One of the most revealing of all physical properties for a chemical substance is its boiling point. Boiling point reflects the strength of the intermolecular attractive forces that hold the molecules of a substance together in a condensed phase, and as such, it is useful to compare the boiling points for related compounds to see how structural differences account for the differences in intermolecular attractions. After briefly reviewing the nature of intermolecular attractive forces, this page will examine trends in boiling points for various groups of compounds to help the reader understand how size, shape, and functional group polarity affect boiling point.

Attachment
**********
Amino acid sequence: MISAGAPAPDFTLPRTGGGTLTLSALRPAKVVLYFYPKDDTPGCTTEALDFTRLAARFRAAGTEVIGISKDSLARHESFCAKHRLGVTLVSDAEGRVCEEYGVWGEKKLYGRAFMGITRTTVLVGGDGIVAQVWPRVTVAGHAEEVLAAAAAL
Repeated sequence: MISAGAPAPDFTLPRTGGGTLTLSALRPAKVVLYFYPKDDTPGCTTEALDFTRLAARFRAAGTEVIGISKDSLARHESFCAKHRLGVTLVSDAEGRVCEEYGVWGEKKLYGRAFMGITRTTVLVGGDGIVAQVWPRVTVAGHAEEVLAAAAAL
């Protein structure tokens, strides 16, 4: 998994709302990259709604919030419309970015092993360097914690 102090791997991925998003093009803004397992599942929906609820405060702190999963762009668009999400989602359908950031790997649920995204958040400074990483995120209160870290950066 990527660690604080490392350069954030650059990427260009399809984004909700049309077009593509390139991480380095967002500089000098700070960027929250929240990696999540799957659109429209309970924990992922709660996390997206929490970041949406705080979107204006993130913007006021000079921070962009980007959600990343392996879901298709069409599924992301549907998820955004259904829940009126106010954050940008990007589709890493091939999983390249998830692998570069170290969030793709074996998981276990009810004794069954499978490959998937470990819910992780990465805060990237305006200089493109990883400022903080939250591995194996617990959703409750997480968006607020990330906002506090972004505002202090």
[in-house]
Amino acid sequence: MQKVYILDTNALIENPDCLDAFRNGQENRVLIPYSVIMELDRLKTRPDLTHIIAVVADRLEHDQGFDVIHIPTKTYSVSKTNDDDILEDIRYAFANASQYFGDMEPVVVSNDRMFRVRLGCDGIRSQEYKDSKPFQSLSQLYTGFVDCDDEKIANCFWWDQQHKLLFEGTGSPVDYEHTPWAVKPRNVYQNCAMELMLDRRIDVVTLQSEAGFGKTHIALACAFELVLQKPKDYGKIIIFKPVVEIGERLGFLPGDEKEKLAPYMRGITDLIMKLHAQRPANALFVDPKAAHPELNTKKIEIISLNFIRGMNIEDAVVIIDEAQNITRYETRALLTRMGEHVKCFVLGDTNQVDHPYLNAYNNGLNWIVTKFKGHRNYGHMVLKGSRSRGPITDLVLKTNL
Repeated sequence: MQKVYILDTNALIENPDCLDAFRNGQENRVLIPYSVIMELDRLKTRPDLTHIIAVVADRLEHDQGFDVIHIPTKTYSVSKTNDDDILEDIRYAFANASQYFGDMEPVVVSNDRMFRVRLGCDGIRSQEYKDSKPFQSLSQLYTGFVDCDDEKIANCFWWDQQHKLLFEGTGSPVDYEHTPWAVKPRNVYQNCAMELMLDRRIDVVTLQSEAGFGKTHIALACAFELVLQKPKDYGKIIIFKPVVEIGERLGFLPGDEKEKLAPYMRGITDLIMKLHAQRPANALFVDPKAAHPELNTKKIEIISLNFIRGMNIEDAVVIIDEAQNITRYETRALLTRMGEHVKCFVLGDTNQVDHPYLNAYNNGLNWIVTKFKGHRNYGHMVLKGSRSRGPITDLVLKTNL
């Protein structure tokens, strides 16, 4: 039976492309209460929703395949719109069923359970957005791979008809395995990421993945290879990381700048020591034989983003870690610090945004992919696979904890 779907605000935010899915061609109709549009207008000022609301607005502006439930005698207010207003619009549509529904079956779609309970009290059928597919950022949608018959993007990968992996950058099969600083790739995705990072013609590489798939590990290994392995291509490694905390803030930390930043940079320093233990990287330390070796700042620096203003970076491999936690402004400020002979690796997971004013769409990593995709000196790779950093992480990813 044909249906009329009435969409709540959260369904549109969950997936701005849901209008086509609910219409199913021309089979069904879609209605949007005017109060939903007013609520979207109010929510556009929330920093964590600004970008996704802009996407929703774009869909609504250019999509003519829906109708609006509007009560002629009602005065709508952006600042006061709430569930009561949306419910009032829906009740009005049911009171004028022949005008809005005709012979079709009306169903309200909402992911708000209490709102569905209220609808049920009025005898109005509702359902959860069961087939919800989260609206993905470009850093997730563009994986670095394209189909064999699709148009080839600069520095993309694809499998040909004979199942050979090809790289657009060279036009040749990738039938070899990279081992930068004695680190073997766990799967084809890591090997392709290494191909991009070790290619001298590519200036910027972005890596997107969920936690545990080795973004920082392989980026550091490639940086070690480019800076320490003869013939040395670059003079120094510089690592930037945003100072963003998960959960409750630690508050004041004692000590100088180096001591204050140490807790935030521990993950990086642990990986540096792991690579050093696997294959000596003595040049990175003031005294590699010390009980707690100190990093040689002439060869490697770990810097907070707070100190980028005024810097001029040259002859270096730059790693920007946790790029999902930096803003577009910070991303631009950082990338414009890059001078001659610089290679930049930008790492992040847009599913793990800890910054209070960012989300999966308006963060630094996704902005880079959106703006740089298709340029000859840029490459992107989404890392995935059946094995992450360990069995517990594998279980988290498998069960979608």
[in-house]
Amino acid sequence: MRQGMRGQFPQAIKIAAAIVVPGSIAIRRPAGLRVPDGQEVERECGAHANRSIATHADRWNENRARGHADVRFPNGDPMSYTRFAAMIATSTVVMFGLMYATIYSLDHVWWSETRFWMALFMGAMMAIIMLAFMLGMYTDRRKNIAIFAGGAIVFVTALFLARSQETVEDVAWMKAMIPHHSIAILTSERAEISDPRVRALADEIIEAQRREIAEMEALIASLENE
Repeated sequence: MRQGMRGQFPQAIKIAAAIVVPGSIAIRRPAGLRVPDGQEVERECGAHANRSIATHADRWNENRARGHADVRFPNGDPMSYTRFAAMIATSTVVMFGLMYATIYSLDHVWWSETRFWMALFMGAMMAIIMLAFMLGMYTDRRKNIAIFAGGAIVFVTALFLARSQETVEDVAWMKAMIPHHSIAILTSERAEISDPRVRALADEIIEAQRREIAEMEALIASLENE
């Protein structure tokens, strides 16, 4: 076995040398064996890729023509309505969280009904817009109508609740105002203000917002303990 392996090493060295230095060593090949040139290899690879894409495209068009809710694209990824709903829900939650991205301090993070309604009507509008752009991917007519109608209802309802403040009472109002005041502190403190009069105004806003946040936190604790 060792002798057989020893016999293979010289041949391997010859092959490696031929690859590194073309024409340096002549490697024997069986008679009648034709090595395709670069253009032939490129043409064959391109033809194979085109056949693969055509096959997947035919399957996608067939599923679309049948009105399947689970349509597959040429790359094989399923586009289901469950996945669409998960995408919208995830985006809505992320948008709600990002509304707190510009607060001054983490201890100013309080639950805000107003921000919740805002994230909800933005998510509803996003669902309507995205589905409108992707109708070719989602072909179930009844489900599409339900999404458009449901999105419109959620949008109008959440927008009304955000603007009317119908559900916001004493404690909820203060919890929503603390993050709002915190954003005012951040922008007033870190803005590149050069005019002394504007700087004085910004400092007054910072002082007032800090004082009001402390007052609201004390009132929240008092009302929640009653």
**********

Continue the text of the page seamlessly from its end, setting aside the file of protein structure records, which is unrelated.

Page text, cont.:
|dipole moument||electronegativity||hydrogen bond|
|inductive effect||lone pair electros||normal alkane|
|Non-uniform motionof electrons
in atoms and molecules
|2. Dipole-dipole interactions||Electrostatic attraction between (+) and (-) ends of molecules||all molecules having polar covalent bonds|
|3. Hydrogen bonding||An especially strong sort of dipole-dipole interaction||...molecules having H atom(s) covalently bound to N,O, or F|
|Compound||Formula (mol. wt.)||B.P.|
|propane||C3 H8 (44)||-42°C|
|n-butane||C4 H10 (58)||0°C|
|n-pentane||C5 H12 (72)||36°C|
Molecular nitrogen (N2) and carbon monoxide (CO) have identical molecular weights: 28g/mol. Which has the higher boiling point? Before looking at the answer, how do you know you are right?
Self-test question #3
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Version 1.1.7, 3/17/97